# The Awfullest Australian Curriculum Measurement Lines

Continuing with our Best Worst Of series, and following on from Number and Algebra, here are the awfullest Measurement lines, chosen from the many, many awful lines on offer.

### FOUNDATION

identify and compare attributes of objects and events, including length, capacity, mass and duration, using direct comparisons and communicating reasoning  (AC9MFM01)

directly comparing pairs of everyday objects from the kitchen pantry to say which is heavier/lighter; for example, hefting a tin of baked beans and a packet of marshmallows; comparing the same pair of objects to say which is longer/shorter and discussing comparisons (AC9MFM01)

### YEAR 1

measure the length of shapes and objects using informal units, recognising that units need to be uniform and used end-to-end (AC9M1M02)

comparing the length of 2 objects such as a desk and a bookshelf by laying multiple copies of a unit and counting to say which is longer and how much longer; explaining why they shouldn’t have gaps or overlaps between the units as this will change the length of the unit (AC9M1M02)

### YEAR 2

measure and compare objects based on length, capacity and mass using appropriate uniform informal units and smaller units for accuracy when necessary (AC9M2M01)

using addition and a calendar to model and solve the problem “How many days there are in left in this year?” by identifying the number days left in this month and in each of the remaining months, and using addition to model and solve the problem (AC9M2M03)

### YEAR 3

estimating how long it would take to read a set passage of text, and sharing this information to demonstrate understanding of formal units of duration of time (AC9M3M03)

describe the relationship between the hours and minutes on analog and digital clocks, and read the time to the nearest minute (AC9M3M04)

### YEAR 4

recognise ways of measuring and approximating the perimeter and area of shapes and enclosed spaces, using appropriate formal and informal units (AC9M4M02)

recognising that area is the space enclosed by the boundary of a shape or the surface of an object; measuring and comparing the area of shapes, using an array of paper tiles or mosaic squares, including part units to fill gaps at the edge of the shapes; comparing the total areas by combining the fractional parts to make whole units (AC9M4M02)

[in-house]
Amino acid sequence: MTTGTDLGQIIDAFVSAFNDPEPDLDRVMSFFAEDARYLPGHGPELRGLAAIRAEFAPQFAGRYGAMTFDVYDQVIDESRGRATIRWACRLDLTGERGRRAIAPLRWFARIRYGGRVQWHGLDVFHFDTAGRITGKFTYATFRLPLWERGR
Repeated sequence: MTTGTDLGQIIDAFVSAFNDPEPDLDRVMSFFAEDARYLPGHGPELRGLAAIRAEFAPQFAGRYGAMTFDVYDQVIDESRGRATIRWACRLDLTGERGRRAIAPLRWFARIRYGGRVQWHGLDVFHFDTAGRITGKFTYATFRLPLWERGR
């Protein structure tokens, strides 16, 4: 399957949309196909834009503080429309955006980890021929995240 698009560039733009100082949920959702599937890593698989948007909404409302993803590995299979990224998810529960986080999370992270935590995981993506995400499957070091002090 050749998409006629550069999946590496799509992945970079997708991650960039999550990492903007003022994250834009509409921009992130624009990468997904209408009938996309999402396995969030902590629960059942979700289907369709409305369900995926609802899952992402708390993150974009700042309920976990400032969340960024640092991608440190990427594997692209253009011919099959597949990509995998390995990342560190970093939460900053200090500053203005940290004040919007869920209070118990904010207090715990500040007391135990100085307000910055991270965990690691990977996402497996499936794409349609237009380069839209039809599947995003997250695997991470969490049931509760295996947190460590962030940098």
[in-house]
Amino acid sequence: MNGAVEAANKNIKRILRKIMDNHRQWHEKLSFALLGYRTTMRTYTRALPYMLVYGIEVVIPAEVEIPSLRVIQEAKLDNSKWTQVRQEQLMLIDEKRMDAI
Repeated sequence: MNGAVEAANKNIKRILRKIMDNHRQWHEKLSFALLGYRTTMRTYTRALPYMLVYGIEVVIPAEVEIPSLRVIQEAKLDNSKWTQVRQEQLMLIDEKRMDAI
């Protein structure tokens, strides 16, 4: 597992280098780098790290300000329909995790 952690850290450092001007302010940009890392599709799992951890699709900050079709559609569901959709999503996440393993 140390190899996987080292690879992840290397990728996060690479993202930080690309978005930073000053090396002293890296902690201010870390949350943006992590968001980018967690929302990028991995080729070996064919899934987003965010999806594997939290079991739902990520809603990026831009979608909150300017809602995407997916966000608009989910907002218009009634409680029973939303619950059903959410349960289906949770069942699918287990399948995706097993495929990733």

### YEAR 5

choose appropriate metric units when measuring the length, mass and capacity of objects; use smaller units or a combination of units to obtain a more accurate measure (AC9M5M01)

using a physical or a virtual “geoboard app” to recognise the relationship between area and perimeter and solve problems; for example, investigating what is the largest and what is the smallest area that has the same perimeter (AC9M5M02)

### YEAR 6

convert between common metric units of length, mass and capacity; choose and use decimal representations of metric measurements relevant to the context of a problem (AC9M6M01)

using the relationship between the length and area of square units and the array structure to derive a formula for calculating the area of a rectangle from the lengths of its sides (AC9M6M02)

### YEAR 7

describe the relationship between π and the features of circles including the circumference, radius and diameter (AC9M7M03)

modelling and solving practical problems involving ratios of length, capacity or mass, such as in construction, design, food or textile production; for example, mixing concrete, the golden ratio in design, mixing a salad dressing (AC9M7M06)

### YEAR 8

solve problems involving the volume and capacity of right prisms using appropriate units (AC9M8M02)

deducing that the area of a circle is between 2 radius squares and 4 radius squares, and using 3 × radius2 as a rough estimate for the area of a circle (AC9M8M03)

### YEAR 9

investigating objects and technologies of First Nations Australians, analysing and connecting surface area and volume, and exploring their relationship to their capacity (AC9M9M01)

use mathematical modelling to solve practical problems involving direct proportion, rates, ratio and scale, including financial contexts; formulate the problems and interpret solutions in terms of the situation; evaluate the model and report methods and findings (AC9M9M05)

### YEAR 10

using mathematical modelling to provide solutions to problems involving surface area and volume; for example, ascertaining the rainfall that can be saved from a roof top and the optimal shape and dimensions for rainwater storage based on where it will be located on a property; determining whether to hire extra freezer space for the amount of ice cream required at a fundraising event for the school or community (AC9M10M01)

interpret and use logarithmic scales  in applied contexts involving small and large quantities (AC9M10M02)

### YEAR 10 OPTIONAL

the effect of increasingly small changes in the value of variables on the average rate of change and in relation to limiting values

using the gradient of the line segment between two distinct points as a measure of rate of change to obtain numerical approximations to instantaneous speed and interpreting ‘tell me a story’ piecewise linear position-time graphs

## One Reply to “The Awfullest Australian Curriculum Measurement Lines”

1. Oh well says:

What’s wrong with ‘tell me a story’ 🙁